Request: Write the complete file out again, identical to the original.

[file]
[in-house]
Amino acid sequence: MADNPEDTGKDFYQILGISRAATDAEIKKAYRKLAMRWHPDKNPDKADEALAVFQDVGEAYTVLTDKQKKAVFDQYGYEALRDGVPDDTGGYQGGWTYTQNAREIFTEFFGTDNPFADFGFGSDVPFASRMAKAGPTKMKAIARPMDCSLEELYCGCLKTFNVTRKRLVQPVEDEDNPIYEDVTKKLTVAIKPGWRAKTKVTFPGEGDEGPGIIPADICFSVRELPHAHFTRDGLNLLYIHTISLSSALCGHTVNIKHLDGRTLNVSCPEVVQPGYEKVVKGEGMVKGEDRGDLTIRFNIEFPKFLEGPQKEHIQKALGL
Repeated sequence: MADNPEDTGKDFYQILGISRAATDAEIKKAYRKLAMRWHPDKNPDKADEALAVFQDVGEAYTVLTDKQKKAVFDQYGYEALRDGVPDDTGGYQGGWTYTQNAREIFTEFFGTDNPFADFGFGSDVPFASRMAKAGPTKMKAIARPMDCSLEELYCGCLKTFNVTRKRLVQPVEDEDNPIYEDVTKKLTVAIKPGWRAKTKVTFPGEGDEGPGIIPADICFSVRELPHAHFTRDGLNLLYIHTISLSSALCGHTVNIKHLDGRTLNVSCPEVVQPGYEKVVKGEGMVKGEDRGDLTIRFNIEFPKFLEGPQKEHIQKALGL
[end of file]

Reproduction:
[in-house]
Amino acid sequence: MADNPEDTGKDFYQILGISRAATDAEIKKAYRKLAMRWHPDKNPDKADEALAVFQDVGEAYTVLTDKQKKAVFDQYGYEALRDGVPDDTGGYQGGWTYTQNAREIFTEFFGTDNPFADFGFGSDVPFASRMAKAGPTKMKAIARPMDCSLEELYCGCLKTFNVTRKRLVQPVEDEDNPIYEDVTKKLTVAIKPGWRAKTKVTFPGEGDEGPGIIPADICFSVRELPHAHFTRDGLNLLYIHTISLSSALCGHTVNIKHLDGRTLNVSCPEVVQPGYEKVVKGEGMVKGEDRGDLTIRFNIEFPKFLEGPQKEHIQKALGL
Repeated sequence: MADNPEDTGKDFYQILGISRAATDAEIKKAYRKLAMRWHPDKNPDKADEALAVFQDVGEAYTVLTDKQKKAVFDQYGYEALRDGVPDDTGGYQGGWTYTQNAREIFTEFFGTDNPFADFGFGSDVPFASRMAKAGPTKMKAIARPMDCSLEELYCGCLKTFNVTRKRLVQPVEDEDNPIYEDVTKKLTVAIKPGWRAKTKVTFPGEGDEGPGIIPADICFSVRELPHAHFTRDGLNLLYIHTISLSSALCGHTVNIKHLDGRTLNVSCPEVVQPGYEKVVKGEGMVKGEDRGDLTIRFNIEFPKFLEGPQKEHIQKALGL